An article in Bloomberg, “Credit Swaps Thwart Fed’s Ease as Debt Costs Surge ,” focuses on a noteworthy phenomenon, but does a lousy job of explaining it. I’m posting it nevertheless in the hopes that a reader in the relevant markets might shed some light.
The story tells us that corporate borrowers, even AAA ones like General Electric, are facing borrowing costs that seem inappropriately high due to the impact of correlation models for credit default swaps, which are no longer working properly.
The article states that as CDO prices fell, banks that owned them attempted to hedge them. OK, I get that part. They then began use indices to hedge the exposures. I get that too. But apparently they were using indices on corporate bonds like the the Markit CDX North America Investment-Grade Index.
Huh? A corporate bond index to hedge exposures that are significantly if not primarily real estate related? Presumably the use of an index from a completely different asset type was used to hedge CDOs based on the famed correlation models mentioned in the article.
But guess what? Markit was founded in 2001. Any models based on its indices have so little history as to be the functional equivalent of garbage, which is what we are seeing now.
The article is also not clear how the CDS prices are distorting the price setting for new bond issues. I assume it is because price formation no longer takes place in the cash bond market but in the CDS market (that’s been true for some time for secondary trading, since a lot of corporate bond issues don’t trade very much, if at all).
Credit trading models used by Wall Street have gone haywire, raising company borrowing costs even as Federal Reserve Chairman Ben S. Bernanke cuts interest rates.
General Electric Co. is one of five U.S. companies rated AAA by both Standard & Poor’s and Moody’s Investors Service, making its ability to repay debt unquestioned. Yet when the Fairfield, Connecticut-based firm sold 2.25 billion euros ($3.35 billion) of five-year bonds last week, its annual interest payment was $17 million higher than on a sale nine months ago.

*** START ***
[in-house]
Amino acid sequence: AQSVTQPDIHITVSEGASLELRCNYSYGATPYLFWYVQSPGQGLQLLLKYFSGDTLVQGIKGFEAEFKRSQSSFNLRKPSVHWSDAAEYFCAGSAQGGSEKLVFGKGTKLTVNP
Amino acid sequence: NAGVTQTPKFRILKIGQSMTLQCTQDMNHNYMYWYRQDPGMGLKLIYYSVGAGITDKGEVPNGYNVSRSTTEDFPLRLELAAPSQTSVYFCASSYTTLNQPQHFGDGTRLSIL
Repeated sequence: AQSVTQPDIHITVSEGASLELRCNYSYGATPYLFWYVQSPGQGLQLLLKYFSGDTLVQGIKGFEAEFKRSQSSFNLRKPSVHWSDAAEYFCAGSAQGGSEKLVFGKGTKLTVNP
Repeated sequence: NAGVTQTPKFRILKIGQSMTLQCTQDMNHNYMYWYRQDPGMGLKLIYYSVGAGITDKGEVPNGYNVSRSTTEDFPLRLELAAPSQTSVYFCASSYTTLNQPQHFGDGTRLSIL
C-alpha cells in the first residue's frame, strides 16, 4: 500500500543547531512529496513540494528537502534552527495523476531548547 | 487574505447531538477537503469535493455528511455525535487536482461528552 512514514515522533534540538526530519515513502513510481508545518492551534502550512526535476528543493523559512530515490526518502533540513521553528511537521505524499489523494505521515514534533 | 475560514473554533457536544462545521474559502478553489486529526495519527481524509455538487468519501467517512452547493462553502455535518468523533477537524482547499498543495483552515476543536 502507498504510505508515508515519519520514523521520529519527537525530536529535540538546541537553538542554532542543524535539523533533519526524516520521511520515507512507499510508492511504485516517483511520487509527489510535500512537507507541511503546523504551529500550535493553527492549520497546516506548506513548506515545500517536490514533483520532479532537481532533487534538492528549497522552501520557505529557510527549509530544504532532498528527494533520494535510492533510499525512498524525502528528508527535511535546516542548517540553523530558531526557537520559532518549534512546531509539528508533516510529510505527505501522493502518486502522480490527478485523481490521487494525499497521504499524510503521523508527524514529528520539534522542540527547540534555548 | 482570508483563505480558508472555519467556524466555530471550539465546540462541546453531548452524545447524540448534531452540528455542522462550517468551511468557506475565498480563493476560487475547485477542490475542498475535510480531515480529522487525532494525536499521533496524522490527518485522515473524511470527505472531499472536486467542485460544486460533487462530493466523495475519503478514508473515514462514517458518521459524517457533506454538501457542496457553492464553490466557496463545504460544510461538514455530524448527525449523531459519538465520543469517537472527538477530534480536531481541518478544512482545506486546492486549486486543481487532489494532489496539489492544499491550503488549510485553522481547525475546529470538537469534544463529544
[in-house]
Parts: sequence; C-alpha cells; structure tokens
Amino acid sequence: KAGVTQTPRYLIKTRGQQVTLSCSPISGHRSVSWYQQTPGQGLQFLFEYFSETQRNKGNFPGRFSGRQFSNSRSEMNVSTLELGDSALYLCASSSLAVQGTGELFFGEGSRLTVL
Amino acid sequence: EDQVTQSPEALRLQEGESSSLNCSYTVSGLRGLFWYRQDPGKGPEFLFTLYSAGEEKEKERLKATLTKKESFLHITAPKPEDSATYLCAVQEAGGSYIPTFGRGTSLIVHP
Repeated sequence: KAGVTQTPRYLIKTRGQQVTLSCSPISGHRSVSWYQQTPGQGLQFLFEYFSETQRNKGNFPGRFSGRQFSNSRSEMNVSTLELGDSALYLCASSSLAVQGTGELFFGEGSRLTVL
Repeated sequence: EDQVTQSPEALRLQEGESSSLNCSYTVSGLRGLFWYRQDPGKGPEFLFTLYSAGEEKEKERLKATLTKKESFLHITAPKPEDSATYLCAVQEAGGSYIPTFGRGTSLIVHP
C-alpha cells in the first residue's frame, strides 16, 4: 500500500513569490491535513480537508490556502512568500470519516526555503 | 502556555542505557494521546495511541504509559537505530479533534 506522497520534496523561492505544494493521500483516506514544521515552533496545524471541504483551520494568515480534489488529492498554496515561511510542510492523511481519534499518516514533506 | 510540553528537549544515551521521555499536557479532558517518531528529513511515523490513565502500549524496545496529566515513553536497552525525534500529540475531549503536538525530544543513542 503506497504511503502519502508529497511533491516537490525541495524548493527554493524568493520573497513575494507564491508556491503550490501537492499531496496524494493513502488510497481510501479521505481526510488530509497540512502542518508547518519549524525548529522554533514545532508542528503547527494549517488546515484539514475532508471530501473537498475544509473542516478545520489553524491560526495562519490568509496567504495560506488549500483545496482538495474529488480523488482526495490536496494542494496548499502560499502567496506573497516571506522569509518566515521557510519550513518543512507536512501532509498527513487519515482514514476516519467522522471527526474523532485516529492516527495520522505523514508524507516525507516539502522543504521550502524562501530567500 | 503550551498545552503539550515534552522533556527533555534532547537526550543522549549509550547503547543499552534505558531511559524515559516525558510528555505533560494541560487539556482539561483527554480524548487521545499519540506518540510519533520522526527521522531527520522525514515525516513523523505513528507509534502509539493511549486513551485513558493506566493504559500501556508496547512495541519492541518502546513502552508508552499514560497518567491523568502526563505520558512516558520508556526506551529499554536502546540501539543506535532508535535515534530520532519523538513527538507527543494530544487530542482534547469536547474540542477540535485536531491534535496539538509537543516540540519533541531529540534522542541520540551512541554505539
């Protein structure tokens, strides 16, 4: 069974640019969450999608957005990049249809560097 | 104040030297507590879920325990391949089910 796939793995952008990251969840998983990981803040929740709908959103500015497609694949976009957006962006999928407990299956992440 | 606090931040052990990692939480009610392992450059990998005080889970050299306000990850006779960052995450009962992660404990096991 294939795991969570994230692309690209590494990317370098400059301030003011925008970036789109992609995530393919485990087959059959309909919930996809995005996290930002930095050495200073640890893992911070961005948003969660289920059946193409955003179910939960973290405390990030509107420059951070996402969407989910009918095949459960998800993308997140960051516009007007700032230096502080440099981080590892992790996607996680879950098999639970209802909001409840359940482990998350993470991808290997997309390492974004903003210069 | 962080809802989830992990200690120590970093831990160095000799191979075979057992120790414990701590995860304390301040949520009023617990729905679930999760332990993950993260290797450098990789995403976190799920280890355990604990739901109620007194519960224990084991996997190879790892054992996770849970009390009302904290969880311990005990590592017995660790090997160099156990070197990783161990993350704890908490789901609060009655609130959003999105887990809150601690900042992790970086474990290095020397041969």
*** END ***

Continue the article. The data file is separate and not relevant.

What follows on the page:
Borrowers from investor Warren Buffett’s Berkshire Hathaway Inc. to Germany’s HeidelbergCement AG face the same predicament. Yields on $5.12 trillion of corporate bonds tracked by Merrill Lynch & Co. average 2.05 percentage points more than U.S. Treasuries, the most since at least 1997.
The higher costs are an unintended consequence of securities that allow investors to speculate on corporate creditworthiness. So-called correlation models used to value them have become unreliable in the fallout from the U.S. subprime mortgage crisis. Last month some showed the odds of a default by an investment- grade company spreading to others exceeded 100 percent — a mathematical impossibility, according to UBS AG.
“The credit-default swap market is completely distorting reality,” said Henner Boettcher, treasurer of HeidelbergCement in Heidelberg, Germany, the country’s biggest cement maker. “Given what these spreads imply about defaults, we should be in a deep depression, and we are not.”
The problem started in the second half of last year when subprime mortgage delinquencies started to rise, causing investors to retreat from complex instruments such as synthetic collateralized debt obligations, or packages of credit-default swaps that became hard to value. The swaps are contracts based on bonds and used to speculate on a company’s ability to repay debt.